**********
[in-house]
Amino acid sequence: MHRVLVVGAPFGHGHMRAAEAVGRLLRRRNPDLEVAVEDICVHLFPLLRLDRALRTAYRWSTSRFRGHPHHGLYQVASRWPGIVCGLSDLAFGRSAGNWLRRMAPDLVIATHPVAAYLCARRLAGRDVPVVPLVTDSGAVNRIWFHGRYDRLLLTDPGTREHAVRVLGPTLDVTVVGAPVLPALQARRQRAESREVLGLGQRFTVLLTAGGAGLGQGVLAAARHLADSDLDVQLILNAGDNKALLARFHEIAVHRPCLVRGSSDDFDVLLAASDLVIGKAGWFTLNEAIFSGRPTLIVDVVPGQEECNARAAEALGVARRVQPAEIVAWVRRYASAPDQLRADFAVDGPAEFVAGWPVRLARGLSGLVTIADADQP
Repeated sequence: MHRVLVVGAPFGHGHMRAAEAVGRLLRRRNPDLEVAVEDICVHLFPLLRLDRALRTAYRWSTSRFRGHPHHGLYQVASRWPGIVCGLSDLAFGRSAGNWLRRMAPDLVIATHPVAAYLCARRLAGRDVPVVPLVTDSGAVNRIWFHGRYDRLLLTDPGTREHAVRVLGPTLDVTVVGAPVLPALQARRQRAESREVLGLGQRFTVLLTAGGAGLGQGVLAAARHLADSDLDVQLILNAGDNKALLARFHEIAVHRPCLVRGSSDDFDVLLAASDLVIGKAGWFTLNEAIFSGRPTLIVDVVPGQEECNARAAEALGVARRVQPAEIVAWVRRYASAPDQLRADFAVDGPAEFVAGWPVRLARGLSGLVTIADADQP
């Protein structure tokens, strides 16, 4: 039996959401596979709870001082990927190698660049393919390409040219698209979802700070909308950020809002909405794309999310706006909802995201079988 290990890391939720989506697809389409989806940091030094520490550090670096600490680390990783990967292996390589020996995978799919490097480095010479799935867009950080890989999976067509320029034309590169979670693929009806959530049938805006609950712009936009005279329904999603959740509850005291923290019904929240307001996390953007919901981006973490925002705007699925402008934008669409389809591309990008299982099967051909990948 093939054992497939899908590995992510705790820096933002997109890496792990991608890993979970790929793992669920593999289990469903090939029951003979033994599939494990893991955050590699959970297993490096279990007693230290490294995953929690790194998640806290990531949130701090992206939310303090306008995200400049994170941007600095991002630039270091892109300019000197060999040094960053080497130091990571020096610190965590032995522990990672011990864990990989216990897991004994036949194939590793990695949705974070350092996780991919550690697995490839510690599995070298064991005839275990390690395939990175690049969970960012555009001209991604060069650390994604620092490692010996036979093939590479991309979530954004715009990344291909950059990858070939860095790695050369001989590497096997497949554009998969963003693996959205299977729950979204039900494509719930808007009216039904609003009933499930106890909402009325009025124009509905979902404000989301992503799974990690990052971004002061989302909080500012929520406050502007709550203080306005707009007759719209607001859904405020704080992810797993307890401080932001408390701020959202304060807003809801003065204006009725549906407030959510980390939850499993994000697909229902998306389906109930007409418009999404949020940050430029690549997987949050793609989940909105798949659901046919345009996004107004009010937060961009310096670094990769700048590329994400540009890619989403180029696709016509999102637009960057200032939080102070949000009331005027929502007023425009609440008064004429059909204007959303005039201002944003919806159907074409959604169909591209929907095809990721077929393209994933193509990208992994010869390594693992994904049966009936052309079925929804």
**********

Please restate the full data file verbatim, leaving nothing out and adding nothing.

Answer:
[in-house]
Amino acid sequence: MHRVLVVGAPFGHGHMRAAEAVGRLLRRRNPDLEVAVEDICVHLFPLLRLDRALRTAYRWSTSRFRGHPHHGLYQVASRWPGIVCGLSDLAFGRSAGNWLRRMAPDLVIATHPVAAYLCARRLAGRDVPVVPLVTDSGAVNRIWFHGRYDRLLLTDPGTREHAVRVLGPTLDVTVVGAPVLPALQARRQRAESREVLGLGQRFTVLLTAGGAGLGQGVLAAARHLADSDLDVQLILNAGDNKALLARFHEIAVHRPCLVRGSSDDFDVLLAASDLVIGKAGWFTLNEAIFSGRPTLIVDVVPGQEECNARAAEALGVARRVQPAEIVAWVRRYASAPDQLRADFAVDGPAEFVAGWPVRLARGLSGLVTIADADQP
Repeated sequence: MHRVLVVGAPFGHGHMRAAEAVGRLLRRRNPDLEVAVEDICVHLFPLLRLDRALRTAYRWSTSRFRGHPHHGLYQVASRWPGIVCGLSDLAFGRSAGNWLRRMAPDLVIATHPVAAYLCARRLAGRDVPVVPLVTDSGAVNRIWFHGRYDRLLLTDPGTREHAVRVLGPTLDVTVVGAPVLPALQARRQRAESREVLGLGQRFTVLLTAGGAGLGQGVLAAARHLADSDLDVQLILNAGDNKALLARFHEIAVHRPCLVRGSSDDFDVLLAASDLVIGKAGWFTLNEAIFSGRPTLIVDVVPGQEECNARAAEALGVARRVQPAEIVAWVRRYASAPDQLRADFAVDGPAEFVAGWPVRLARGLSGLVTIADADQP
């Protein structure tokens, strides 16, 4: 039996959401596979709870001082990927190698660049393919390409040219698209979802700070909308950020809002909405794309999310706006909802995201079988 290990890391939720989506697809389409989806940091030094520490550090670096600490680390990783990967292996390589020996995978799919490097480095010479799935867009950080890989999976067509320029034309590169979670693929009806959530049938805006609950712009936009005279329904999603959740509850005291923290019904929240307001996390953007919901981006973490925002705007699925402008934008669409389809591309990008299982099967051909990948 093939054992497939899908590995992510705790820096933002997109890496792990991608890993979970790929793992669920593999289990469903090939029951003979033994599939494990893991955050590699959970297993490096279990007693230290490294995953929690790194998640806290990531949130701090992206939310303090306008995200400049994170941007600095991002630039270091892109300019000197060999040094960053080497130091990571020096610190965590032995522990990672011990864990990989216990897991004994036949194939590793990695949705974070350092996780991919550690697995490839510690599995070298064991005839275990390690395939990175690049969970960012555009001209991604060069650390994604620092490692010996036979093939590479991309979530954004715009990344291909950059990858070939860095790695050369001989590497096997497949554009998969963003693996959205299977729950979204039900494509719930808007009216039904609003009933499930106890909402009325009025124009509905979902404000989301992503799974990690990052971004002061989302909080500012929520406050502007709550203080306005707009007759719209607001859904405020704080992810797993307890401080932001408390701020959202304060807003809801003065204006009725549906407030959510980390939850499993994000697909229902998306389906109930007409418009999404949020940050430029690549997987949050793609989940909105798949659901046919345009996004107004009010937060961009310096670094990769700048590329994400540009890619989403180029696709016509999102637009960057200032939080102070949000009331005027929502007023425009609440008064004429059909204007959303005039201002944003919806159907074409959604169909591209929907095809990721077929393209994933193509990208992994010869390594693992994904049966009936052309079925929804």